Book Club: Founding Mothers

Book Club with Lori

I can’t believe it’s June already!! But alas, alack, it is, and the beginning of the month means another Book Club post. This time, the book is Founding Mothers by Cokie Roberts. This book tells the stories of the women behind the men during the American Revolution.

As with all book club posts, a spoiler alert is in affect (although with a book like this, historical non-fiction, there’s not much to spoil unless you aren’t familiar with American history).

There are more questions in the discussion guide than I’m answering today. If you read Founding Mothers, I encourage you to look over them all and work through the questions on your own.

1. What inspired you to read Founding Mothers? Why do you suppose the contributions of women in the Revolutionary era have been largely overlooked by historians? Would the founding of the nation have occurred without these women?

I would never have chosen to read this book on my own (I’m typically a fiction type of girl). Thanks to my friend and co-host, Lori, I was challenged to read this book for our virtual book club.

I think there are a few reasons that the contributions of women in the Revolutionary War era have been overlooked. First (and while this may end up sounding sexist, that’s not my intention; it’s just true), the very fact that they were women during an era when men were running the show caused them to be “forgotten.” Second, as Ms. Roberts points out several times in the book, a lot of these women didn’t leave behind any information about themselves. There’s very little to go on in writing about their history.

Would the founding of America happened without them? Of course. While marriages are important, they’re not vital. (And I don’t mean that in the context of casual relationships; I mean it as marriage vs. no marriage.) The founding fathers would have been just as able to get done what they needed done even if they’d all been single. Would the nation be the same one it is today without the women? Probably not. But that doesn’t mean it wouldn’t exist at all.

2. Which woman would you say had the single greatest impact during the Revolution? How about during the first years of the new government?

This is a tricky one, but I’m tempted to say Martha Washington for both. She was the wife of our first official president, so that makes her a vital part of everything that happened during the time period.

3. Despite a lack of legal and social rights, including the right to own property and receive a formal education, how did the women presented in Founding Mothers assert their authority and exercise their intelligence?

This was probably one of the most fascinating things to read in this book… I don’t think it’s really any secret that women were essentially considered second-class citizens at the time of the American Revolution. The women in the book, however, were well respected by their husbands (or fathers in some cases), and therefore they (the men) treated these women well. They trusted their wives to “hold down the fort” while they were off dealing with war and/or government issues, and the wives proved themselves more than capable.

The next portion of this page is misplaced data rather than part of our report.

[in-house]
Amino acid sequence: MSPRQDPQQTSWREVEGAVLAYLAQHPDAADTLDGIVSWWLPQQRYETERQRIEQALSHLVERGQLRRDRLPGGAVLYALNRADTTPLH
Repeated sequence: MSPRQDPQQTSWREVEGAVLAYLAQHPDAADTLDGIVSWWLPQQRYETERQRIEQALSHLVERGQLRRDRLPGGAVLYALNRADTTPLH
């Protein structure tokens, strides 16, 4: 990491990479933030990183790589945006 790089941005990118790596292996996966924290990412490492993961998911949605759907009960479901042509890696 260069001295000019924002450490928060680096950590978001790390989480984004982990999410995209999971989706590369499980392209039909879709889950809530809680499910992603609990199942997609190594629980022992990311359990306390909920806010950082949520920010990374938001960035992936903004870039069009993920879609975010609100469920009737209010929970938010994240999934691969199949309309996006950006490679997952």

4. How did life differ for women depending on where they lived—the North versus the South, the city versus rural areas? How else did geographical circumstances impact their lives?

Geography impacted their lives a great deal, just as it impacts us today. Farmers live a very different life than suburban dwellers. The same was true in the early days of our nation. The women who lived on farms and plantations had considerably more work to get done each day. The women who lived in cities were instrumental in helping their husbands in the early days of the revolution (i.e. helping with the boycott on British goods). Each played an important, though different, role.

5. Cokie Roberts intersperses her thoughts and commentary throughout the book. Does this enhance the narrative? In what ways?

On one hand, I think it’s important that Ms. Roberts included her own thoughts in the narrative of the histories. Without it, she’d be more an “information transferrer” (that’s not really a word, but it gets my point across better than any real word I can think of) than an author writing about the time period.

On the other hand, I frequently found her commentary distracting and found it to be more problematic than helpful. But that could just be me, so I’m not prepared to say that her inclusion of it was a bad thing.


Next month, Lori and I will be discussing Courage and Defiance: Stories of Spies, Saboteurs, and Survivors in World War II Denmark by Deborah Hopkinson. I haven’t picked it up from the library yet, but I’m very fascinated by the WWII era, and the subtitle definitely piques my interest. I’m really looking forward to diving into this book.

Please be sure to visit Lori’s blog today to read her thoughts on Founding Mothers.

If you’re participating in the Book Club with us, we’d love it if you included the Book Club button on your post.

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One Comment

  1. Hope the challenge was enjoyable. I enjoy non-fiction and this one was still a tough one to read. But, I am glad I did. Definitely gives quite a different light to the founding of our nation. She seems to have done a good bit of research so I am inclined to believe that she knew what she was writing about and it definitely changed my perspective on some parts of the founding of our country and the men who played significant roles in it.

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